“The goal is to really keep people out of the main hospital, mainly for their safety … to ensure the least amount of potential exposure to those patients,” he said. “The hospitals are shut down to anything but the most urgent cases right now.”

Goldberg said WHS has also been developing a plan to convert the surgery center into an intensive care unit, “if that bed capacity is necessary,” during the pandemic.

“We are ready to do that in the drop of a hat if we need more beds or ventilators,” he said.

He said the surgery center is about 20,000 square feet with four operating rooms, three treatment rooms, a holding area with about eight beds and a recovery room with about 15 beds. He said should this area get a surge of COVID-19 patients, that facility “has the space and a lot of the equipment to relieve some of the pressure on the main hospital.

“WHS as a whole has been putting in a lot of time and effort into preparing to care for the community,” he said. “It is certainly a time that is very uncertain. Our focus 100% of the time is on caring for the community and making sure we have the staff and equipment to do that.”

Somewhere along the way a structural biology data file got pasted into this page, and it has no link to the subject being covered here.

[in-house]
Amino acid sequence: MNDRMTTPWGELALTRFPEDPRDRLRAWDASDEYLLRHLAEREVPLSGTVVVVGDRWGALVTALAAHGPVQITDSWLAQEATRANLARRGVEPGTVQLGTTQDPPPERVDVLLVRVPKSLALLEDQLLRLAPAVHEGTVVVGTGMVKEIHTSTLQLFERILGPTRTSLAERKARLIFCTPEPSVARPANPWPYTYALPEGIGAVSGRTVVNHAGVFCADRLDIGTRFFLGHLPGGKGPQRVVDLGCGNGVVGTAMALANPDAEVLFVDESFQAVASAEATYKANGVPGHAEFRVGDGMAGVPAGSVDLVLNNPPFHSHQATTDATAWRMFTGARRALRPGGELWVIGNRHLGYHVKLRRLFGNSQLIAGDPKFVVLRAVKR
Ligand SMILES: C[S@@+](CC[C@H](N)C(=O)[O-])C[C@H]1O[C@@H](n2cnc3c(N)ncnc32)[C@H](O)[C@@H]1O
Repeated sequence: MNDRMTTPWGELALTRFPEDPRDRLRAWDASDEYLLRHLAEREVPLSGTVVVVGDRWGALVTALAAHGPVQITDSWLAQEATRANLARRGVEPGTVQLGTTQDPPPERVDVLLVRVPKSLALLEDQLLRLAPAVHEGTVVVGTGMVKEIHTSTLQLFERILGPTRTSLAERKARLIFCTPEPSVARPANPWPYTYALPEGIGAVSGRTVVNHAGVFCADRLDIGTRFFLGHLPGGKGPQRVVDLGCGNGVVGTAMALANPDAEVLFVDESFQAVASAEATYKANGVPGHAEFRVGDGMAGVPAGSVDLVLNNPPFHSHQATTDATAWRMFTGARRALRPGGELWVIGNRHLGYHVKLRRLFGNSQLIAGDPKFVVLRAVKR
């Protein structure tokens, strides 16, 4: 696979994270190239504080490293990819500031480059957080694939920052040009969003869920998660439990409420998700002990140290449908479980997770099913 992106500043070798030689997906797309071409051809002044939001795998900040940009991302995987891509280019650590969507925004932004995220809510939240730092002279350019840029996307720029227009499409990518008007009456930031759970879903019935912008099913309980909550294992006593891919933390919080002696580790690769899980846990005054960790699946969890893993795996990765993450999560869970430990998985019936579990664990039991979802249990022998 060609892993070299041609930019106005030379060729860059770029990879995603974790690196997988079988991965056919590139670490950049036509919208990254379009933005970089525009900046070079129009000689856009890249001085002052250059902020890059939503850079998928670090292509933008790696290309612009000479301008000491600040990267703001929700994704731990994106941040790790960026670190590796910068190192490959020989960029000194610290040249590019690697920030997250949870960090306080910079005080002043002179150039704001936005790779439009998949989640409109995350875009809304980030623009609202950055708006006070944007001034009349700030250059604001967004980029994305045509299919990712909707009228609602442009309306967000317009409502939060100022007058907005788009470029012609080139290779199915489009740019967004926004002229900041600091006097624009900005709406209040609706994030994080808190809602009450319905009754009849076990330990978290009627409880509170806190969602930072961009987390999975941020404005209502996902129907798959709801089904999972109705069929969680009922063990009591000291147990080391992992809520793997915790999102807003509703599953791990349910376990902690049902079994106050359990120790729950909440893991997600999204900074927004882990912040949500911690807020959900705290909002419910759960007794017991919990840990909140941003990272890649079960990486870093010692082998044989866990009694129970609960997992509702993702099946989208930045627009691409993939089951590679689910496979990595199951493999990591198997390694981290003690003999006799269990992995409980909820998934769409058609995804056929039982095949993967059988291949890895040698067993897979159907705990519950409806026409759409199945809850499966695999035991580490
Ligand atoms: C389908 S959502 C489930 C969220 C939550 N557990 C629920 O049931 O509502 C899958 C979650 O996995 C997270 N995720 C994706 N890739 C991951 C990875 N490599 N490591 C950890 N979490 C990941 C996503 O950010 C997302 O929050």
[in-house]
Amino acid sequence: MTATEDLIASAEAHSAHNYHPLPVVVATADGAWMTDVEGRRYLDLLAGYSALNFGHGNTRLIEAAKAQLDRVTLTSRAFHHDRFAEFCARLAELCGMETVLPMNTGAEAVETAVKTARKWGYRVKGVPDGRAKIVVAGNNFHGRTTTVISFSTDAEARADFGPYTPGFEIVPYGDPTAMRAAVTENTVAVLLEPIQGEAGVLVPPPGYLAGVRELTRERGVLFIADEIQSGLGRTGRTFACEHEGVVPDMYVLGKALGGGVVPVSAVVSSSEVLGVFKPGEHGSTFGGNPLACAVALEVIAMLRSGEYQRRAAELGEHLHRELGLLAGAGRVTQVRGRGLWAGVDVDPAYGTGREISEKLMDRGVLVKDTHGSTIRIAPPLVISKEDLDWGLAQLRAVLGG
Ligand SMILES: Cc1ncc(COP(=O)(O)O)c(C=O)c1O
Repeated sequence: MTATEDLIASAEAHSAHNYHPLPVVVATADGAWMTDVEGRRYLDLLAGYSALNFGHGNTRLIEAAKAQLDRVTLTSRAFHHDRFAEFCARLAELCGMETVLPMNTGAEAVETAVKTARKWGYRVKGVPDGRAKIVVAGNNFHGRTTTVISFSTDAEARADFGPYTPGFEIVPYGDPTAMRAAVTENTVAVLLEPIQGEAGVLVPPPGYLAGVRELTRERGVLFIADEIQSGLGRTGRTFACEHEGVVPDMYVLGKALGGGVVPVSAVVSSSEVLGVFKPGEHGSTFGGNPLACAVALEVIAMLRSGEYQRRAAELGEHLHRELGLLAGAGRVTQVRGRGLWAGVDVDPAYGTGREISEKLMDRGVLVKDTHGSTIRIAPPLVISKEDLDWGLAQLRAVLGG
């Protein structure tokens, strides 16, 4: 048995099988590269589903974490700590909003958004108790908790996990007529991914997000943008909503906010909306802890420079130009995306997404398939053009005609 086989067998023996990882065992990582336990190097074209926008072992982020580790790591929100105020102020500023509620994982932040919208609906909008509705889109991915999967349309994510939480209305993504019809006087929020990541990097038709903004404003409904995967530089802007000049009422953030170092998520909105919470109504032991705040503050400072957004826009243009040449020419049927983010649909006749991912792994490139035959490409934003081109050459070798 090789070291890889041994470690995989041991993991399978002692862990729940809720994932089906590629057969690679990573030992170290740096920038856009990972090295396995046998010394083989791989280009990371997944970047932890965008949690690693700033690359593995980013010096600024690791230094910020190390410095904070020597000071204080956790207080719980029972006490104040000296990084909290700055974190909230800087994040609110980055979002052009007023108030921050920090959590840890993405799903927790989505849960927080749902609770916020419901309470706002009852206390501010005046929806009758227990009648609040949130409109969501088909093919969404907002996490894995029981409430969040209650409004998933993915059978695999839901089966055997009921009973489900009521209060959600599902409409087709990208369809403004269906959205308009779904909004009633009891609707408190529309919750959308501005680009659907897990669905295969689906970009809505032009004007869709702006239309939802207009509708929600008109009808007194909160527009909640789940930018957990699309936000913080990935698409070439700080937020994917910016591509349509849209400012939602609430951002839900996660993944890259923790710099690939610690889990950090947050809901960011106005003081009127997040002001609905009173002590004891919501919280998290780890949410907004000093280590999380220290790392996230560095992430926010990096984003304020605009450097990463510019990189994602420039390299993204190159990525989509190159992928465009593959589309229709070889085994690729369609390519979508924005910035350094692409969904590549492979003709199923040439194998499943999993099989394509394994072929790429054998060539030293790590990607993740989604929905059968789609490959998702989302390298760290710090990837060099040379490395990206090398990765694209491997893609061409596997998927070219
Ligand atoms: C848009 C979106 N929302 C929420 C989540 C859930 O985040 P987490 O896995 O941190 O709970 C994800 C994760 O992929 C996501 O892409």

Corkery also said that should there be a local spike in cases, AHN would be able to use outpatient facilities as part of a contingency plan.

“It’s really hard to forecast right now,” he said. “We have that as part of our crisis management, if we get there. If we do, we’ll be ready.”

Kelly Ankrom, executive director of the Tri-State Surgery Center, said the facility still offers “a safe alternative” for patients with urgent surgeries, who can’t or shouldn’t go to the hospital.

“COVID-19 didn’t send a message to breast cancer, colon cancer, bladder cancer, infections, fractures, etc. to wait until this is over,” Ankrom said in a message. “In some instances, we still need to act now and act quickly.”